The Department of Basic Education
in
Science and Technology

Faculty of Science and Technology, Keio University

0ur department is called Kiso-kyoshitsu in Japanese and written 基礎教室. We have 6 courses for experiment education and have started our activity since 1971. The foundation principle is that every student can learn basic physic, chemistry, engineering and experimental techniques through practical experiences for two years.

 This means these basic knowledge and techniques acquired will be so much helpful to students no matter what they are majored in their future. Now we are trying to improve some subjects in each course for students to understand the meaning on physical, chemical phenomenon and engineering easily.

Laboratory Science for freshman

        •  Contents of Basic Physics Course

        •  Contents of Basic Chemistry Course


Laboratory Science and Technology for sophomore

        •  Contents of Advanced Mechanics Course

        •  Contents of Advanced Physics Course

        •  Contents of Advanced Chemistry Course
   
Spring term
   
Autumn term(Basic Chemical Experiments)  

        •  Contents of Advanced Industrial Engineering Course

Contents of Basic Physics Course for freshman


 Description of the course for all students enrolled in the Science and Technology program. Students individually perform experiments designed to help understand basic concepts of physics.

Modulus of elasticity


 As the representatives of the modulus of elasticity, two parameters, Young's Modulus and modulus of torsion, are selected. These two parameters are measured by bending metallic plate specimens, and by twisting metallic rod specimens, respectively.

The purpose of this theme is in understanding the relation among strain, stress, and modulus of elasticity by evaluating those of the different kind of metallic specimens.



Physical pendulum


 A simple pendulum, a pendulum consisting of a single spherical (or point) mass attached to a wire of negligible weight, is a resonant system with a single resonant frequency. A physical pendulum has extended size and is a generalization of the simple pendulum. Using a physical pendulum, which oscillates in a manner similar to a simple pendulum, the acceleration of gravity and the relevant moment of inertia can be simultaneously obtained by analyzing its motion. This theme is a good introduction of the rotational motion of a rigid body.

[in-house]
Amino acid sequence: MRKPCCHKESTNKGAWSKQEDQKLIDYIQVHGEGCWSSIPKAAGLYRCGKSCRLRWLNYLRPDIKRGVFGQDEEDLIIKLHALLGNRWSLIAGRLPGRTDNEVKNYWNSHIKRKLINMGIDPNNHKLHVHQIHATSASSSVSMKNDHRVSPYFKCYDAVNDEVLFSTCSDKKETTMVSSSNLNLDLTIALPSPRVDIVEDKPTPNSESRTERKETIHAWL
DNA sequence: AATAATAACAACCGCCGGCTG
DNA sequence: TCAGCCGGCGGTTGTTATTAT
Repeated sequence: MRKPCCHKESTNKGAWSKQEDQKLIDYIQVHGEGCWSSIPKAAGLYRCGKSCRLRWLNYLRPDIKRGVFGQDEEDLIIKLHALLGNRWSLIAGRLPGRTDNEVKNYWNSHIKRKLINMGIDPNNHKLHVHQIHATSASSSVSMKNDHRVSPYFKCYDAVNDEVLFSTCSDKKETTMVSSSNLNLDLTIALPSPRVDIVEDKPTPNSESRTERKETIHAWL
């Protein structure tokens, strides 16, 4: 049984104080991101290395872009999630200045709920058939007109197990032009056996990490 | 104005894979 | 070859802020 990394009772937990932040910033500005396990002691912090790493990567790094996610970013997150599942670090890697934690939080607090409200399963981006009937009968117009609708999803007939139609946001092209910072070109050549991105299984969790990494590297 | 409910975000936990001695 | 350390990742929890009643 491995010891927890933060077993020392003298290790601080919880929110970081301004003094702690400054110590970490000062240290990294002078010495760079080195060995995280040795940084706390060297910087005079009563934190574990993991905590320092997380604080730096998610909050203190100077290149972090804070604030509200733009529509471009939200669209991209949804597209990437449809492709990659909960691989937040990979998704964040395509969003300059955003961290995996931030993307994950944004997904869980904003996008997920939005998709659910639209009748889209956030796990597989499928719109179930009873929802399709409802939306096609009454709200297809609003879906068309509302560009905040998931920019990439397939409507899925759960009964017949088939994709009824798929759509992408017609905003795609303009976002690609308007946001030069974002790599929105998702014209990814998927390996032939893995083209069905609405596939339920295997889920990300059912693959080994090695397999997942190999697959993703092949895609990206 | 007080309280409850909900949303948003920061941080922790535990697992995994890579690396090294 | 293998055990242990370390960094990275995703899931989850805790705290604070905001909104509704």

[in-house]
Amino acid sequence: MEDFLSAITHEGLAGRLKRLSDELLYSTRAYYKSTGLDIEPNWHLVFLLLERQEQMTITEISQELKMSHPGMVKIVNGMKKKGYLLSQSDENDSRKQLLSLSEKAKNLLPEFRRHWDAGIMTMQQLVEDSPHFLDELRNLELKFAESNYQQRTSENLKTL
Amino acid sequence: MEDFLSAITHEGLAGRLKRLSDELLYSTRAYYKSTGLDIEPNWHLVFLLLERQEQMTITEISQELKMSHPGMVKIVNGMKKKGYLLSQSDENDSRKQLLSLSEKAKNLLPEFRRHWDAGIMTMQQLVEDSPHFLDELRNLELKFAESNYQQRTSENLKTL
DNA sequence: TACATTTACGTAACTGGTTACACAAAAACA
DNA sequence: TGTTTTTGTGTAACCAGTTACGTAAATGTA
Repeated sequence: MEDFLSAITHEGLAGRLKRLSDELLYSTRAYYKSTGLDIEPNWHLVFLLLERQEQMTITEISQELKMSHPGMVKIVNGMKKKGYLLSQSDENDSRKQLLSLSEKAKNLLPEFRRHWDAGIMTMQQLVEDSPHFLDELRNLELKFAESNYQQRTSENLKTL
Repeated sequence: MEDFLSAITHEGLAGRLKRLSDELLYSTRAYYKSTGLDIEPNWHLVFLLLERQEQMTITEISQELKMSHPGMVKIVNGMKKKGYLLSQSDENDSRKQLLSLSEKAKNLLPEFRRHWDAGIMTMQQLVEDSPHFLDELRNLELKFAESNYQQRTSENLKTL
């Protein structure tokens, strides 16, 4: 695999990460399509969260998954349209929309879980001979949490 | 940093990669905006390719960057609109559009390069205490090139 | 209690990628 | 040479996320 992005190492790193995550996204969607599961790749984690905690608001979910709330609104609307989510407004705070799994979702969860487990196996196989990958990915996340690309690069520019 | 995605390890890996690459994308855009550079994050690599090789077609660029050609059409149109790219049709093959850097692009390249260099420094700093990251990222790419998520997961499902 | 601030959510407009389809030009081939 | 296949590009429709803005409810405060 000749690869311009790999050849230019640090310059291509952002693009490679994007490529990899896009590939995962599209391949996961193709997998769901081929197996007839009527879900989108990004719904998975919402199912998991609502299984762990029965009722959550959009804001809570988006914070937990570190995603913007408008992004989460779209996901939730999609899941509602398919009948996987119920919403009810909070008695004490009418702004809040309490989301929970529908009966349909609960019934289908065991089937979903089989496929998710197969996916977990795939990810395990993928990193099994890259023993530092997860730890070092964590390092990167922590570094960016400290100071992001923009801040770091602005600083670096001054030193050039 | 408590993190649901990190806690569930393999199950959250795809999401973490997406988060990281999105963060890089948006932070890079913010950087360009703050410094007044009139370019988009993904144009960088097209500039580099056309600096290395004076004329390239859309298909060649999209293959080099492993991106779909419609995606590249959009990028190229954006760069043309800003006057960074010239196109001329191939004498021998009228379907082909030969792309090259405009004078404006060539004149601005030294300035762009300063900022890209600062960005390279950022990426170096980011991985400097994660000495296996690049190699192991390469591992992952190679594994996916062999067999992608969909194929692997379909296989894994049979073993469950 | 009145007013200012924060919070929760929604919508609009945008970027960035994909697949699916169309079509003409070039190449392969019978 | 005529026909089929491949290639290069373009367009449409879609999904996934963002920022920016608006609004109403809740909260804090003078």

Oscilloscope


 Oscilloscope is one of the important equipment for measurement of electrical and electronic properties. In this section of the course, students learn how to handle and operate the oscilloscope and apply experiments of frequency characteristics of RC circuit and of ultrasonic velocity measurement.




Inductance and capacitance


 Students first make a coil by winding a copper wire round a bobbin, and a capacitor by piling aluminum foils and wrapping sheets alternatively. Then, to determine the inductance of the coil or the capacitance of the capacitor, they assemble the parts into an L-C circuit, and measure the resonant frequency.



Light


 Light has many interesting characters. In this theme, we especially study the dependence of reflection ratio on polarization by using a Laser, which is the most suitable light source for this purpose, and determine a wavelength of the He-Ne Laser.





Atomic spectrum


 Measure wave length of atomic spectrum and understand energy levels of atoms.







Photoelectric effect


 The kinetic energy of photoelectrons emitted from Sb-Cs surface is measured as a function of the frequency of the incident light. The data are used to determine the values of Planck's constant and the work function

Contents of Basic Chemistry Course for freshman


This program is the first chemical laboratory experience for freshmen. They will learn quantitative experiments, different from qualitative styles learned in high schools. Students should perform 6 subjects from among the following experiments.


  
1. Buffer solution - from which students learn the relationship of pH and ionization equilibrium, and the common-ion effect.
  2.
Synthesis of ferrite powder - preparation of ceramic material is experienced.
  3.
Synthesis of ethyl acetate - students will learn an organic synthesis of the liquid compound, along with chemical equilibrium in organic chemistry.
  4.
Reaction heats - from this theme, fundamental thermochemistry is learned
  5.
Synthesis and property of methacryl polymer - this is a fundamental and joyful polymer chemistry.
  6.
Depression of the freezing point - solution property is learned by comparison of solute-concentrations.
  7.
Hydrolysis of esters - from which students understand the concept of reaction rates.

Contents of Advanced Mechanics Course for sophomore

Analog Operational Circuits


 Using operational amplifier(OP Amp.), mathematical operations such as addition and integration can be realized as electric circuits. In this experiment, dynamical systems described as differential equations are designed and implemented by circuit using OP Amp. Then, the frequency response of the system is measured. Through the practice, the realization of dynamical system and its response depending on input frequency is studied.